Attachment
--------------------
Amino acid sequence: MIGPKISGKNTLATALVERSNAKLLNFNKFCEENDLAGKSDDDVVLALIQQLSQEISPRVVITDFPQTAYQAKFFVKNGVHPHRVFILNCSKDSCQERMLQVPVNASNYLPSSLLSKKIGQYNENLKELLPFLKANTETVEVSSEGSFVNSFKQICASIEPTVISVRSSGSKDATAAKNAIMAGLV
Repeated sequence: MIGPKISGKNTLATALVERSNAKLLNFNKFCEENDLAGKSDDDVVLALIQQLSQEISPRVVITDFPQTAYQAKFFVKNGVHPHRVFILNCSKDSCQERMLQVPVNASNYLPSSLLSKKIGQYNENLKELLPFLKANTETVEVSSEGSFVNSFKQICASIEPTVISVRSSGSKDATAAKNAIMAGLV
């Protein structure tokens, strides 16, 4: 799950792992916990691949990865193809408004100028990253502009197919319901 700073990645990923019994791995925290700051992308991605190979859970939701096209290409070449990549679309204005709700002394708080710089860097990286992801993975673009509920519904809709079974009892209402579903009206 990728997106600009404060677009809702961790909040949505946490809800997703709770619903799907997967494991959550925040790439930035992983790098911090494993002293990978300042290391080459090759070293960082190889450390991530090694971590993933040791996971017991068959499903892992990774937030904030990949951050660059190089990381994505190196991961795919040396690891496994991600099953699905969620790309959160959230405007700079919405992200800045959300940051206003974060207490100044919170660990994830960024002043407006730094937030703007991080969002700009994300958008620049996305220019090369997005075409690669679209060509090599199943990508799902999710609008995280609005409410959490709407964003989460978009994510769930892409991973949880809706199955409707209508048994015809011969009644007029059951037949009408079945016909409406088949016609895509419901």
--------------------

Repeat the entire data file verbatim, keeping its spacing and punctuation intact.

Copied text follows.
Amino acid sequence: MIGPKISGKNTLATALVERSNAKLLNFNKFCEENDLAGKSDDDVVLALIQQLSQEISPRVVITDFPQTAYQAKFFVKNGVHPHRVFILNCSKDSCQERMLQVPVNASNYLPSSLLSKKIGQYNENLKELLPFLKANTETVEVSSEGSFVNSFKQICASIEPTVISVRSSGSKDATAAKNAIMAGLV
Repeated sequence: MIGPKISGKNTLATALVERSNAKLLNFNKFCEENDLAGKSDDDVVLALIQQLSQEISPRVVITDFPQTAYQAKFFVKNGVHPHRVFILNCSKDSCQERMLQVPVNASNYLPSSLLSKKIGQYNENLKELLPFLKANTETVEVSSEGSFVNSFKQICASIEPTVISVRSSGSKDATAAKNAIMAGLV
């Protein structure tokens, strides 16, 4: 799950792992916990691949990865193809408004100028990253502009197919319901 700073990645990923019994791995925290700051992308991605190979859970939701096209290409070449990549679309204005709700002394708080710089860097990286992801993975673009509920519904809709079974009892209402579903009206 990728997106600009404060677009809702961790909040949505946490809800997703709770619903799907997967494991959550925040790439930035992983790098911090494993002293990978300042290391080459090759070293960082190889450390991530090694971590993933040791996971017991068959499903892992990774937030904030990949951050660059190089990381994505190196991961795919040396690891496994991600099953699905969620790309959160959230405007700079919405992200800045959300940051206003974060207490100044919170660990994830960024002043407006730094937030703007991080969002700009994300958008620049996305220019090369997005075409690669679209060509090599199943990508799902999710609008995280609005409410959490709407964003989460978009994510769930892409991973949880809706199955409707209508048994015809011969009644007029059951037949009408079945016909409406088949016609895509419901």